Crocus questions, recalcitrant seed

Robert Nold via pbs
Tue, 27 Oct 2020 13:40:41 PDT
>The name Crocus sieberi subsp. sublimis is still the accepted one. 

According to the WCSP, that's a synonym of Crocus nivalis.…

>Various new and changed names that appear in the Ruksans book are not widely accepted. The "innumerable new species" mentioned by Bob Nold are mostly coming from the Turkish botanical community and are, I think, descriptions of slightly varied populations of well-known species such as Crocus biflorus. 

In these instances, there are several papers by Kerndorff, Pasche, Harpke & Blattner with the general title "Crocus biflorus in Anatolia", but then there is  Stapfia 99 (2013):145-158, "Fourteen new species of Crocus (Lilliflorae, Iridcaceae) from West, South-West, and South-Central Turkey." 
All seem to be very narrow endemics (the phrase "known only from the type locality" is frequent); Crocus biflorus is not mentioned in that paper.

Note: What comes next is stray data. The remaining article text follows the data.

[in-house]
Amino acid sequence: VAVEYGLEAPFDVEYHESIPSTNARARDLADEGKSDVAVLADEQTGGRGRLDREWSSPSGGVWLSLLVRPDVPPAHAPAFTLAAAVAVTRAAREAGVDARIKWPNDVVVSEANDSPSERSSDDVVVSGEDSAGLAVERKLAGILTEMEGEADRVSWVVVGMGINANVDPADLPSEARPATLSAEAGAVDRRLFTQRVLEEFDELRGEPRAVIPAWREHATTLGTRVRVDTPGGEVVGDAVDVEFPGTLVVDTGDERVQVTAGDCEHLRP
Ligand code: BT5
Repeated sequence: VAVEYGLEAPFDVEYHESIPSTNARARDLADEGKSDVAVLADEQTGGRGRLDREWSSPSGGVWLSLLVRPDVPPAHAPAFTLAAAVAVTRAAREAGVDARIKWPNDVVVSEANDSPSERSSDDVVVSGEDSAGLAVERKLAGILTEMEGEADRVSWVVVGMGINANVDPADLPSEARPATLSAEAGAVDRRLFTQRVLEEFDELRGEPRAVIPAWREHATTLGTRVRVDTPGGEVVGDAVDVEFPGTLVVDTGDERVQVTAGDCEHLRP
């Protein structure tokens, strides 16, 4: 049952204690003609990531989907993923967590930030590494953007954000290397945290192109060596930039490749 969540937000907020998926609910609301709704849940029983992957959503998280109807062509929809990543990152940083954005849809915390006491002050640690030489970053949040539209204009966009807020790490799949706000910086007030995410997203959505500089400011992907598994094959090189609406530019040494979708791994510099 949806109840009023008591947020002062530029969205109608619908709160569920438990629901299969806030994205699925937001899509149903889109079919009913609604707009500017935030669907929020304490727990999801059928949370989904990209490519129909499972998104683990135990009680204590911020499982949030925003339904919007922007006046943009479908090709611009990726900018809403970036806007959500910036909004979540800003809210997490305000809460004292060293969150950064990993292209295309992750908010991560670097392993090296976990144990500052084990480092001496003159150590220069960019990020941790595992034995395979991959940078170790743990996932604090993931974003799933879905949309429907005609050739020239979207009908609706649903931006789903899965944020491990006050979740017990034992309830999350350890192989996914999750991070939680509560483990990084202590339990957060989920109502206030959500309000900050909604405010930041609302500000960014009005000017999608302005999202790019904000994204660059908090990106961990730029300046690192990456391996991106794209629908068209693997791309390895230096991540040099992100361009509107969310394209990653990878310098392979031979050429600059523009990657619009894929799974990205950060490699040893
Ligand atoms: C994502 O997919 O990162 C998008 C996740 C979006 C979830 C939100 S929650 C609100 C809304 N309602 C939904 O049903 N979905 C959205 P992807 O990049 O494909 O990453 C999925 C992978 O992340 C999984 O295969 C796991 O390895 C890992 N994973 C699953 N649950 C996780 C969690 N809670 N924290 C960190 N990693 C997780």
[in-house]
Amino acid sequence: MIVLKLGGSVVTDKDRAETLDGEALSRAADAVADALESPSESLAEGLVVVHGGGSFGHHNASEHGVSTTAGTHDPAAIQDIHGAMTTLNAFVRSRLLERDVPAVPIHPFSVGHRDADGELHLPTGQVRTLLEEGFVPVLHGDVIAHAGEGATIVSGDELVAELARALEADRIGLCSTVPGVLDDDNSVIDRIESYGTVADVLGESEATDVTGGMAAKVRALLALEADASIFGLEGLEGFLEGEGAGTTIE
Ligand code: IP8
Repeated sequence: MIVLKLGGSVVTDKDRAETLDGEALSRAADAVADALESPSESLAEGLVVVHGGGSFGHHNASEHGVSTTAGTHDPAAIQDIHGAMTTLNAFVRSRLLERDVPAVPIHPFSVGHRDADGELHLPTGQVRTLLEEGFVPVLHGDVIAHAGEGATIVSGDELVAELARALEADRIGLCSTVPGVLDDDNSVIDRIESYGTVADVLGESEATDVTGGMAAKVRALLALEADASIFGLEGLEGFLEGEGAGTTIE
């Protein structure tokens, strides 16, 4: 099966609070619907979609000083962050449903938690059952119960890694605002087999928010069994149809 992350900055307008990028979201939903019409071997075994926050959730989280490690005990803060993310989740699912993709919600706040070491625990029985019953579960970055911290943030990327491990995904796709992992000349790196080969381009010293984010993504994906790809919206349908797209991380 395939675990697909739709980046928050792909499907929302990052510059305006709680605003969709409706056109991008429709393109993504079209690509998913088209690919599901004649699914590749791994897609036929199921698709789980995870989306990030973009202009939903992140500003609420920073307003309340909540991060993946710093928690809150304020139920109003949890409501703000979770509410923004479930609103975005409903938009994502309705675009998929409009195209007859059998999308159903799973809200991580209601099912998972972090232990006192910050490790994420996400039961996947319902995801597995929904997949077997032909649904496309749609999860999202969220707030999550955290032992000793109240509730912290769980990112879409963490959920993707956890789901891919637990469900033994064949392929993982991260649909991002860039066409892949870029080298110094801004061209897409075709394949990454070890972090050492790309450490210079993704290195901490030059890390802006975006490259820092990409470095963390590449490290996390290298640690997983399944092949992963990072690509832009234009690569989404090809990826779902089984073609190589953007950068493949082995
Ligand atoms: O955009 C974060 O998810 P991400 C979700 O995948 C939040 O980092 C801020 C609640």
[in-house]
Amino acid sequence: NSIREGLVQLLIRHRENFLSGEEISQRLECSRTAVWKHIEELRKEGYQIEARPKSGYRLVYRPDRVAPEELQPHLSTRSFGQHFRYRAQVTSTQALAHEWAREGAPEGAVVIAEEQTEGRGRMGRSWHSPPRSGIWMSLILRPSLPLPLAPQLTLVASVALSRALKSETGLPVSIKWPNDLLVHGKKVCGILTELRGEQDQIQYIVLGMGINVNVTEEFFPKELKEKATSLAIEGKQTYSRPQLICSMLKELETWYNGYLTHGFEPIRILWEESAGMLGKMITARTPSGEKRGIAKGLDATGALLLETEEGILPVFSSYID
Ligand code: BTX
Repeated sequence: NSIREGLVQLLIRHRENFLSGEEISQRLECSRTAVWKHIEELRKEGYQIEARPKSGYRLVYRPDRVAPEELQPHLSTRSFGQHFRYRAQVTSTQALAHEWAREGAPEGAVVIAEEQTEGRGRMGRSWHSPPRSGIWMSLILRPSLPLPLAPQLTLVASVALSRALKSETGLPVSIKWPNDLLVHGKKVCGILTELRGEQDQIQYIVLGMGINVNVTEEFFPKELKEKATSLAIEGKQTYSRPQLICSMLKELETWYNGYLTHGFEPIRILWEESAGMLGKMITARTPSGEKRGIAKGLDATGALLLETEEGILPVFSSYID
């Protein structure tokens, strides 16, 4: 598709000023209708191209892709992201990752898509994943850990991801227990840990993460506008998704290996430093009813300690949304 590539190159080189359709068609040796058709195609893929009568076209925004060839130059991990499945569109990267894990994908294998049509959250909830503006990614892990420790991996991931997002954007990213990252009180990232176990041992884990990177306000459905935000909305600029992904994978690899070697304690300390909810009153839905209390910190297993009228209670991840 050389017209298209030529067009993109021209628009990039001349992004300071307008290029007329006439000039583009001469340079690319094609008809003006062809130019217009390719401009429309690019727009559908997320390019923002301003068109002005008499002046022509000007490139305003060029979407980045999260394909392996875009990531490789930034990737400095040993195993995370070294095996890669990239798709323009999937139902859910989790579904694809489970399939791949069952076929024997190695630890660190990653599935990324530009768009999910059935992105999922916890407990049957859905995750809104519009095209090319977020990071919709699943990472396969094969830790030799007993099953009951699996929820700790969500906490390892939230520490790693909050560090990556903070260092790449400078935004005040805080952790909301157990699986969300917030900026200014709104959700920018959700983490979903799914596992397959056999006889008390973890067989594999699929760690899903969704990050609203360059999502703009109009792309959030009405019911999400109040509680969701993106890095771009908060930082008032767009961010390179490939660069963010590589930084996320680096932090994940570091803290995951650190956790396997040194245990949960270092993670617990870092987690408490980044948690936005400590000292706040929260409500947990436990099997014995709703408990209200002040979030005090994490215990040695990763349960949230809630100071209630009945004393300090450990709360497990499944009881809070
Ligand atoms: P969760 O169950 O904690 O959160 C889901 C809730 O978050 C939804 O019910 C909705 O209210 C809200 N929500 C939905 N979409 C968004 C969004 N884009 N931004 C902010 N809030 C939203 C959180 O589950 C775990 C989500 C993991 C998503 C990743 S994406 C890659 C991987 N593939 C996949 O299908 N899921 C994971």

Still more species can be found here:

My take on this, before my eyes began to glaze over, is that some newly-described species have been segregated out of the C. biflous complex, while others are simply new species. 

>The most spectacular Crocus flowering here at the moment is Crocus tournefortii, which has proved hardier than generally supposed in a raised bed, open to the weather. It's the unusual one that stays open in dim weather and at night.

Tournefortii is hardy here, too, but, like all the autumn-flowering crocuses, rabbits will mow down the leaves at the first opportunity. 

Bob Nold
Denver, Colorado

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